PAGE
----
Final grades: David Krejci

Krejci/By S. Bradley

A season that earned David Krejci the ultimate respect from his country of the Czech Republic should’ve also been the year he declared his position as one of the top two-way centers in the NHL.

However, a slow start to the 2009-10 campaign due his continued recovery from offseason hip surgery delayed his ascension to elite status and hindered the Bruins’ intentions of boasting the best three-center depth in the league on their way to a solid regular season.

Krejci’s numbers tailed off from the ’08-09 campaign, despite a 6-15-21 run to end the season after the Olympic break (during which he represented his nation in Vancouver).

Boston wouldn’t have made the playoffs without Krejci’s efforts down the stretch, but they needed more from him over the course of the entire season.

Season highlight: The Bruins had to play their best game of the year to close out Buffalo in Game 6 and avoid a return trip to Buffalo in their first-round series. It took Krejci just 13:39 to make sure the Bruins got on the scoreboard first. And then he assisted on Mark Recchi goal that made it 2-0, and scored the crucial third goal in a 4-3 win that gave Boston a series triumph.

Season low-light: While Krejci’s first-half struggles were a pain to the Bruins’ cause, nothing hurt Boston more than the injury that ended Krejci’s season after an open-ice hit by Philadelphia’s Mike Richards in Game 3 of the second-round series. The Bruins won that game but failed to find an adequate replacement for all that Krejci provided the team down the stretch.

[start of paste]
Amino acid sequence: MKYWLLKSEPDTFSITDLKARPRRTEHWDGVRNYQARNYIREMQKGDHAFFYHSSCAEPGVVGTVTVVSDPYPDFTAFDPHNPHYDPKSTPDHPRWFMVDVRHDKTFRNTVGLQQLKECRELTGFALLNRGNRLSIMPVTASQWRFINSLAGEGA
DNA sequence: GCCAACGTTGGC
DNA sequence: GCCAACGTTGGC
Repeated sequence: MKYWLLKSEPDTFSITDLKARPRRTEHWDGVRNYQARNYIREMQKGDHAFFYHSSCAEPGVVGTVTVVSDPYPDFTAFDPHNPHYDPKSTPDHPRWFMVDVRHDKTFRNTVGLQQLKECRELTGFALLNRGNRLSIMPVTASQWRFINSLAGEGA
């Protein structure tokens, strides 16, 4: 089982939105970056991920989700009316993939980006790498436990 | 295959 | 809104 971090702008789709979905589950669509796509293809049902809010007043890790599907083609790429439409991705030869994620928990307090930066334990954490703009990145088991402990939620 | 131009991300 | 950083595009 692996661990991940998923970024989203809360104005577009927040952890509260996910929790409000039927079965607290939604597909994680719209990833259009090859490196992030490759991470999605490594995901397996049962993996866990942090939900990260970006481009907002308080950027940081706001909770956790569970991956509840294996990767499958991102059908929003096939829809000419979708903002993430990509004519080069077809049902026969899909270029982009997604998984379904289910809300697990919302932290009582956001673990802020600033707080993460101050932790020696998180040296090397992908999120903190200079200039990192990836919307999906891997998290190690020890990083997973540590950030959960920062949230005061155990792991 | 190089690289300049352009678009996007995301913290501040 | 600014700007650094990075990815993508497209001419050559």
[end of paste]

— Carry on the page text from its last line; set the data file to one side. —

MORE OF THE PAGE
Final grade: B-minus

Krejci’s play down the stretch this spring proved that last season wasn’t a fluke. However, Boston needed more, particularly when Marc Savard was injured early in the year. Krejci also struggled to help the inconsistent power play all season long. We still don’t know how well Krejci can play when cast as a No. 1 or 2 center over a long period of time.

The crystal ball says … Krejci returns to his ’08-09 form with at least one, if not two, better, more consistent wingers that help him find  a groove and possibly make Patrice Bergeron expendable on the trade market.

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